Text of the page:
In a blog post titled “Why Attackers Hack Small Sites“, Pilar Garcia of Sucuri outlines some of the key reasons that attackers will hack small websites. The article expands on an issue I pointed out in my article about protecting your WordPress website: The fact that you don’t need to be big to be a target. In the article, Pilar postulates that the two key reasons websites get hacked are money and exposure. I agree with Pilar’s list, but would add three more very important points to it.
What Else Is There?
There are three more things that an attacker gains when they hack any website, large or small:
By hijacking websites and other Internet devices, attackers can chain these devices together in ways that makes it very difficult (or even impossible) to trace their origin. Without being able to trace their origin, they gain anonymity. And that anonymity gives them invincibility. Which is much more scary than giving them money, in my opinion: People with money can be caught. People who are untraceable can’t.
Not only can they act with impunity, they can also assume the identity of these devices and the users these devices contain, allowing them to gain access to even more resources. Like most things in life, power begets power, and this is no different. ‘Climb the corporate ladder’ just took on a whole new dark & sinister meaning.
Further, they can also chain these devices together to make virtual “super computers” which massive pools of computing power and bandwidth. This bandwidth can be used to do a lot of harm, from attacking large & important sites, blocking services, cracking passwords, etc. It’s like they have the worlds largest mainframe and internet connection which they didn’t have to pay for (and might even be making money from.)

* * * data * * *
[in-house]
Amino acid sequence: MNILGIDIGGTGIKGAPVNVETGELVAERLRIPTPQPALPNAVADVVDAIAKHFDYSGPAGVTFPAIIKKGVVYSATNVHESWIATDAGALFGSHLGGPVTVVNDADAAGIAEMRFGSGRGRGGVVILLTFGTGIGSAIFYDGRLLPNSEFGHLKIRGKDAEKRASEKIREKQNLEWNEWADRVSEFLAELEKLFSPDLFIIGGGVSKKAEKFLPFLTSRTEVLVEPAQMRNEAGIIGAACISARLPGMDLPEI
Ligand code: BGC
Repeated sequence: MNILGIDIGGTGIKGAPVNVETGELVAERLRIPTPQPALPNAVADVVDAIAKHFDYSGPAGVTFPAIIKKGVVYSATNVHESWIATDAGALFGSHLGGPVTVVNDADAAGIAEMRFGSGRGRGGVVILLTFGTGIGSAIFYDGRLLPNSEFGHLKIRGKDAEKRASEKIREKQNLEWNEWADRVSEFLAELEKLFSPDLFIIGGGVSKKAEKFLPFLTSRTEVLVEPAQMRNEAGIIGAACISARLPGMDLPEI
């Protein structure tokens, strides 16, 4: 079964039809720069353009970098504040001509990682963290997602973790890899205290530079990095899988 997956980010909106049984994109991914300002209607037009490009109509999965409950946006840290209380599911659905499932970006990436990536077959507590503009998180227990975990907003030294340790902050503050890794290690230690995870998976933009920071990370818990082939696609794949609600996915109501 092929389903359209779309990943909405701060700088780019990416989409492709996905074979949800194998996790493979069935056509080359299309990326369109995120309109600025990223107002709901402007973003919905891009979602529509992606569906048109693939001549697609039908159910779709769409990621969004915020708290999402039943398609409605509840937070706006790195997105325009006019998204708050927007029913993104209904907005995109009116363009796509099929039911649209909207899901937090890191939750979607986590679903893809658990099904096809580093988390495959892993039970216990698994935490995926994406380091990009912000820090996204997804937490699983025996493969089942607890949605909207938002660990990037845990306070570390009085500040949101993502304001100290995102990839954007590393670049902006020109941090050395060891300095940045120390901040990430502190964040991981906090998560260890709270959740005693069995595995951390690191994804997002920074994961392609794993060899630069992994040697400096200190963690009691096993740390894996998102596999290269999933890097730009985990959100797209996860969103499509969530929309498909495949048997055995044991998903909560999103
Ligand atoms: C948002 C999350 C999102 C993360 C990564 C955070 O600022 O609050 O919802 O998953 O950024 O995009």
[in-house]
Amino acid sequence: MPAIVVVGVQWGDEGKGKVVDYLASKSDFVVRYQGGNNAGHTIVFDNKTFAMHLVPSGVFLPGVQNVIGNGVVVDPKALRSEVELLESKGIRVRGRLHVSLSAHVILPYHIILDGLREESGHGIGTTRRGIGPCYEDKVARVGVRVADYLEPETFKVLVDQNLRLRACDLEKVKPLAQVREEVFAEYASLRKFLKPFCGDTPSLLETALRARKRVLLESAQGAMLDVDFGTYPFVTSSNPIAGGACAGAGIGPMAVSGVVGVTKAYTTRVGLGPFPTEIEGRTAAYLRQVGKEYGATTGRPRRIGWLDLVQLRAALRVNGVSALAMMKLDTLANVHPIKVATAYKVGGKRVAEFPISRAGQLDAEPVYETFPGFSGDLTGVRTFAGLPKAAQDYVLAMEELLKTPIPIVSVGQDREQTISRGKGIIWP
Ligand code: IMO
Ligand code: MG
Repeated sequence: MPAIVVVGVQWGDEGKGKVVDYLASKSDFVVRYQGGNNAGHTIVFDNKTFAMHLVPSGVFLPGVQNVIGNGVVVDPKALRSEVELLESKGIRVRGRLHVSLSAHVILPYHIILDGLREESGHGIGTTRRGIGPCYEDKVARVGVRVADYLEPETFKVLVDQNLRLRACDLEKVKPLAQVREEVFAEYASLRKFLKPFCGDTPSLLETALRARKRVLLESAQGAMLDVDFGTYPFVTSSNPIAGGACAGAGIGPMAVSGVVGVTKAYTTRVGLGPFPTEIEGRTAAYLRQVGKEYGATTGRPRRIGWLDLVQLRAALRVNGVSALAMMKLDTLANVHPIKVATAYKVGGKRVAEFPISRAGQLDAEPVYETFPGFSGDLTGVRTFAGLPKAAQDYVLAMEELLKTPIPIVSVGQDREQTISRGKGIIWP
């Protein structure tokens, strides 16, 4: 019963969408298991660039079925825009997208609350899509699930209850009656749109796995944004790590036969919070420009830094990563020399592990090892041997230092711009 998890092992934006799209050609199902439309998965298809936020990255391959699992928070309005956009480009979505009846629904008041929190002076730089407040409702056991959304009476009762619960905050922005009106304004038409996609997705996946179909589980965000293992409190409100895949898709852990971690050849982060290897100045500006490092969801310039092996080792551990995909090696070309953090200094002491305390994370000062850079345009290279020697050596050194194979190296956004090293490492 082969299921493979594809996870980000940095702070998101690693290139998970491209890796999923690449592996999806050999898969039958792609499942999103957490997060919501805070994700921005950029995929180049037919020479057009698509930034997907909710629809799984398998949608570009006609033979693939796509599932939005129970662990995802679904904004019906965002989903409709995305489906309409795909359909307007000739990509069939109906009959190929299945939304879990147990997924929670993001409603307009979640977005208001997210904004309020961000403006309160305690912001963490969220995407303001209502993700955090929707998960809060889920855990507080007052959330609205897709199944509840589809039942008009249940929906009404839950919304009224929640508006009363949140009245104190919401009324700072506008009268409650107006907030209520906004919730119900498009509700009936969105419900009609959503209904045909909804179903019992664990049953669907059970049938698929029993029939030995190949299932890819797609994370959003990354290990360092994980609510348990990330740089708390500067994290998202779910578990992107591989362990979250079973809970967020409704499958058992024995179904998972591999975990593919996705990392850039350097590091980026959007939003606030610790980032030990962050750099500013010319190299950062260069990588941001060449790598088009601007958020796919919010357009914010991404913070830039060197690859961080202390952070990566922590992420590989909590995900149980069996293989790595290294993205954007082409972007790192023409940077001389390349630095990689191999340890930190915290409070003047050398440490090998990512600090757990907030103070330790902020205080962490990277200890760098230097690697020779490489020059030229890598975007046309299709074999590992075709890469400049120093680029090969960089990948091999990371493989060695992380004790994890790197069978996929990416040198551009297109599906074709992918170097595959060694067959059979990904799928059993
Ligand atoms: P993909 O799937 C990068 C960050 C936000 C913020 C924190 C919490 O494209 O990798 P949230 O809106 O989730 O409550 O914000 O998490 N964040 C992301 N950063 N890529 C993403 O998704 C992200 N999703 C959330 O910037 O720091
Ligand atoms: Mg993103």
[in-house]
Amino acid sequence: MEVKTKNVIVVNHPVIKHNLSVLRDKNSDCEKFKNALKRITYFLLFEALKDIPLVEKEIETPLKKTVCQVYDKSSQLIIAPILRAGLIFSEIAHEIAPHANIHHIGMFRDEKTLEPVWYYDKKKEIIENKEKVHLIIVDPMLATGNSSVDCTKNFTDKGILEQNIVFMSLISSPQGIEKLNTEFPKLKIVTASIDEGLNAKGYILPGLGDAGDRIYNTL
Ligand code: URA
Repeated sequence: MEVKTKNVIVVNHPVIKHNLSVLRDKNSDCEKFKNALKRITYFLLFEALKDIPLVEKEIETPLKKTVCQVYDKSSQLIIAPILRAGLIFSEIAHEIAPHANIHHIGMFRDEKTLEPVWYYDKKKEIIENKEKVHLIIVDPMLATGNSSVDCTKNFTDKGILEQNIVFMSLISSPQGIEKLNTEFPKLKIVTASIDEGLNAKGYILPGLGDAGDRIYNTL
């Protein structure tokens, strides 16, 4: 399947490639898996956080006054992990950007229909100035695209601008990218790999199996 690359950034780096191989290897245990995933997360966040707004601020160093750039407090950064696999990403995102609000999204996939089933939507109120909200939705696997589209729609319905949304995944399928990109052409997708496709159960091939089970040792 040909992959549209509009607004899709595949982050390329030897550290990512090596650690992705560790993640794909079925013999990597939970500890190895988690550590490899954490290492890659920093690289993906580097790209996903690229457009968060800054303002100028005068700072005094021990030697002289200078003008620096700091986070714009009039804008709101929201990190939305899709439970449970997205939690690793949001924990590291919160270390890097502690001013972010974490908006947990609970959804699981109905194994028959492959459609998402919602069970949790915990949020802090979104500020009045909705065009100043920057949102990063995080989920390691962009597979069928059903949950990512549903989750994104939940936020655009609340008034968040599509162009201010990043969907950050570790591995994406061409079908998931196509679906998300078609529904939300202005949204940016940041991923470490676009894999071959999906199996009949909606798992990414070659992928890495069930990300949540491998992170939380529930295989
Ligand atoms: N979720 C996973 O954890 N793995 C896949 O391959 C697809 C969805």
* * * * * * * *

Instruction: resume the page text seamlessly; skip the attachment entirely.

Fix the Small Stuff to Fix the Big Stuff
That’s why, in my view, the first priority we should have (on a world scale) is to secure the little things. For example, the shit-ton of wide open internet enabled devices (routers, appliances, etc) and websites / servers that hackers exploit. And then to educate the average joe on common sense security thinking and practices, such as having the skills and intuition to discern between a legitimate and fake email.
You may have heard of the crime program in New York where they cracked down on small crimes like graffiti and jumping subway gates and ended up seeing significant reductions in large/serioous crimes. I believe that securing the little things in the world would have a similar effect. By robbing attackers of their key source of power, namely: anonymity, bandwidth, and the ability to impersonate, we can make it much harder for them to operate with impunity and virtually unlimited power.
It’s not going to stop everything, but right now it feels like it’s the Wild West out there. Everything is easy ‘pickins. This is a much bigger topic, which I’m sure I’ll want to explore further later.